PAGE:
Everything’s relative. If I think I’m overweight, I look at Stephen Nolan and realise I don’t have a problem. If I suspect I’m arrogant, I listen to Sammy Wilson for five seconds and I realise I’m quite meek and mild. And when we think we’re having a hard time getting by during this recession, we should have a look at India.
Some one-third of the world’s poor people live in India. We tend to think of Africa when we talk about poverty: the fact is, the poverty in eight Indian states exceeds that of the poorest 26 African countries.
India’s also a country where class/caste divisions flourish, with malignant results. If you were living as one of what are called the Scheduled Tribes, you’d find that 81% of your group lived in poverty. More than 1.5 million Indian children suffer from malnutrition and 43% of children under five are underweight. It’s even worse than sub-Saharan Africa – in India, 828 million people live below the poverty line. Compared to them, the poorest of us live in luxury. And don’t forget – India is among the top three economies in the world. It doesn’t take an Einstein to work out that wealth in India is very badly distributed.
Which is why I’ve done something very foolhardy: I’ve agreed to run the Omagh Half-Marathon on Saturday 30 March for Trocaire. At my age, you train for this kind of thing very, very carefully, and you feel it as the mileage grows and grows. So what I’m saying is, if you’ll agree to sponsor me – and I do hope you will – then the pain you’ll feel, relative to what I’ll feel and am already feeling, is nothing. And what to you is a modest contribution could and will make a massive difference to the lives of people who are feeling the lash of real poverty every day.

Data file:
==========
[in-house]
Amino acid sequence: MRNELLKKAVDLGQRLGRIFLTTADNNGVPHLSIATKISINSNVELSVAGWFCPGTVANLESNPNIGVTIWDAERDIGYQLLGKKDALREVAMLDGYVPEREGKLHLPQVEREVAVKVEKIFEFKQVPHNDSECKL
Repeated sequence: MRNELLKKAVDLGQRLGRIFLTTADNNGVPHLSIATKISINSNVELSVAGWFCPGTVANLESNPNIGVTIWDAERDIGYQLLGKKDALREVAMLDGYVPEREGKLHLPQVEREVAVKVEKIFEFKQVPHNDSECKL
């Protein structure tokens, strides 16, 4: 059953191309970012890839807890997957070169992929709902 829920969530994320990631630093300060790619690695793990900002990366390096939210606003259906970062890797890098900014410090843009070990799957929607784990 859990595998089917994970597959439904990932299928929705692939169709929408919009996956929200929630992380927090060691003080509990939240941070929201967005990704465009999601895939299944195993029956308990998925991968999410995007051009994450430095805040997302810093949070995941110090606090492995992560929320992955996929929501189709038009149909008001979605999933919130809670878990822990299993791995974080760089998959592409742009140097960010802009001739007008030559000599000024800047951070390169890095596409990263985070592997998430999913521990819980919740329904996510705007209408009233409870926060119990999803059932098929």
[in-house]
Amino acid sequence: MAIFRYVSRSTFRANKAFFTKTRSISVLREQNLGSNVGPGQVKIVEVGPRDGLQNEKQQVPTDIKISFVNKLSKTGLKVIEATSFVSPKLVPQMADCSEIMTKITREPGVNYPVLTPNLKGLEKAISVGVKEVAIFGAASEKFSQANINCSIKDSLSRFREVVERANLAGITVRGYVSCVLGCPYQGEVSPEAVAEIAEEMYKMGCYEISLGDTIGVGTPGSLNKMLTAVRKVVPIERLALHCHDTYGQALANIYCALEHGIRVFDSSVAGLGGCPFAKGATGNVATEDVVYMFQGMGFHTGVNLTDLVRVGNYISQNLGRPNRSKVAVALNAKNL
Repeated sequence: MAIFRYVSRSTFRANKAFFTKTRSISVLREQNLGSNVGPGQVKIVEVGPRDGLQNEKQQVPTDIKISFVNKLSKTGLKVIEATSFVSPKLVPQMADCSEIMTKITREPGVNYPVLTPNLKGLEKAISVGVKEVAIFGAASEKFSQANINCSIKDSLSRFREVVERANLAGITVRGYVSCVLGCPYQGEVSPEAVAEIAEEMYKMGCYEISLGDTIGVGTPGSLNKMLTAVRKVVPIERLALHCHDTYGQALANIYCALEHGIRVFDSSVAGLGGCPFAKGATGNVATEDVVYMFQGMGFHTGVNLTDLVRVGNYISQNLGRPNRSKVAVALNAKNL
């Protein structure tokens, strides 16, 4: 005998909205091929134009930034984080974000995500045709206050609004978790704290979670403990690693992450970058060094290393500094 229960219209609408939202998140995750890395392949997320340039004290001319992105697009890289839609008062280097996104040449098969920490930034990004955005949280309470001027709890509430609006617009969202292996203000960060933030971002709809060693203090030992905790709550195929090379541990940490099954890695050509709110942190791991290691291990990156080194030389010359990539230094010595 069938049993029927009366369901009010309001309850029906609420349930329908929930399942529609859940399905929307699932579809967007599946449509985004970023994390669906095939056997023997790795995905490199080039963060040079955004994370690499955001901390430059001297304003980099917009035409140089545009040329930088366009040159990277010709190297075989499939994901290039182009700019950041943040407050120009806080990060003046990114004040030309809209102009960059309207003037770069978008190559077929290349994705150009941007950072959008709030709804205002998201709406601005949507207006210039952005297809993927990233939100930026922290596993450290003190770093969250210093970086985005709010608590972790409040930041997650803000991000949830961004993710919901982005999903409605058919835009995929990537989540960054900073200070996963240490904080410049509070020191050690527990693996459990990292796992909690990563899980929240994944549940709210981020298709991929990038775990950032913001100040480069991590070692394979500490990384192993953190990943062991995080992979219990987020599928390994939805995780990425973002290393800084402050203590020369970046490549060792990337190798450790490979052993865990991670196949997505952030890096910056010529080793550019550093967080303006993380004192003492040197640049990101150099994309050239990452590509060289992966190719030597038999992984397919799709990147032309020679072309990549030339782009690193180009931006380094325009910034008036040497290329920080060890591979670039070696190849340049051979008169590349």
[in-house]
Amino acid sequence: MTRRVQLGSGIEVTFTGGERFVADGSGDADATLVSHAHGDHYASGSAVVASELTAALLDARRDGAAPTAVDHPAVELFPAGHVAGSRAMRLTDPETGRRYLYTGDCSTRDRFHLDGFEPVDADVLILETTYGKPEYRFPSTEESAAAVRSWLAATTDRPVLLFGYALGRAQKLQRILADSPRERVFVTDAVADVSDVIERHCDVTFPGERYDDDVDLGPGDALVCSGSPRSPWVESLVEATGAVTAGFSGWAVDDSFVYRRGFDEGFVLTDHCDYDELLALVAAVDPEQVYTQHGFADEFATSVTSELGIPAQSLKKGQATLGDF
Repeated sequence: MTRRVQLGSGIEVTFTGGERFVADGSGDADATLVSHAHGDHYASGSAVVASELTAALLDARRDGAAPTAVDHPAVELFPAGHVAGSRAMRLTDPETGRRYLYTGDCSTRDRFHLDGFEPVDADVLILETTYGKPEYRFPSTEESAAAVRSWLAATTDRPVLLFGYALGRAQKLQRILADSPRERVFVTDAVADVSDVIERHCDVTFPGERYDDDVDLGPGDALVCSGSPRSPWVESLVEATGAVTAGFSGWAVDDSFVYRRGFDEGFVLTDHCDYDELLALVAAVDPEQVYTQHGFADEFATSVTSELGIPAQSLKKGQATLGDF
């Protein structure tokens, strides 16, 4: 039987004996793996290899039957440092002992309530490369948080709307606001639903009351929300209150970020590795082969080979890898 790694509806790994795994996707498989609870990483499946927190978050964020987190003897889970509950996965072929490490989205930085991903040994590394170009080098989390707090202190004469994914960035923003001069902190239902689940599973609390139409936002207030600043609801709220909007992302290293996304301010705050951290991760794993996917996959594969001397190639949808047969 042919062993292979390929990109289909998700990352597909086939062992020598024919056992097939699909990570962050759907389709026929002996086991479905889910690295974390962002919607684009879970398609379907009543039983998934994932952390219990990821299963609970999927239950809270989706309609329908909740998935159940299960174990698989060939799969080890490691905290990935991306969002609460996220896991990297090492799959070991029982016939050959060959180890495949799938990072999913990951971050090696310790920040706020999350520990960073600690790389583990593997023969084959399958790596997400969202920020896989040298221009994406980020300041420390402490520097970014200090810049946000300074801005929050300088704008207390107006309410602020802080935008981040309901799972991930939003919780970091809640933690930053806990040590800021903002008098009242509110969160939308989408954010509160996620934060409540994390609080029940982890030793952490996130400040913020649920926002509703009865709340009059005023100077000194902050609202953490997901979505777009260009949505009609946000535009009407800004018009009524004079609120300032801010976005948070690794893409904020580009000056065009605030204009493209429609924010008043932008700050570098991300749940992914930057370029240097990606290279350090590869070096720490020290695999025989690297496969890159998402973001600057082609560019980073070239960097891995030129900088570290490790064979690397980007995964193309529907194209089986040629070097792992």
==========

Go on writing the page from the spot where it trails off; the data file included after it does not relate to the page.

Of course there are all sorts of arguments for not sponsoring. If India’s a thriving economy, let the Indians look after the Indians. If I give money to Trocaire, it’ll go to sustaining the jobs of those who work in Trocaire or to corrupt Indian officials when the funds arrive. There are all sorts of excuses for not shelling out a few quid but in the end, we know in our hearts whether we’re being reasonable or just plain tight.
So go on – open your wallet and your heart. It’ll take literally a couple of minutes and you’ll have the satisfaction of knowing you’ve done at least one truly human thing for those whom the Western world and the Indian elite treat as slum dogs.
If you like me, click the link and help out. If you detest me, click the link and think of the exquisite pain you’re inflicting on me. But one way or another, don’t close your heart and your mind and sail on to a new site. People’s lives depend on it. I’m aiming for a total of £1000. Your aim, as the old lavatory joke used to say, can help.
Here’s the link. Just do it.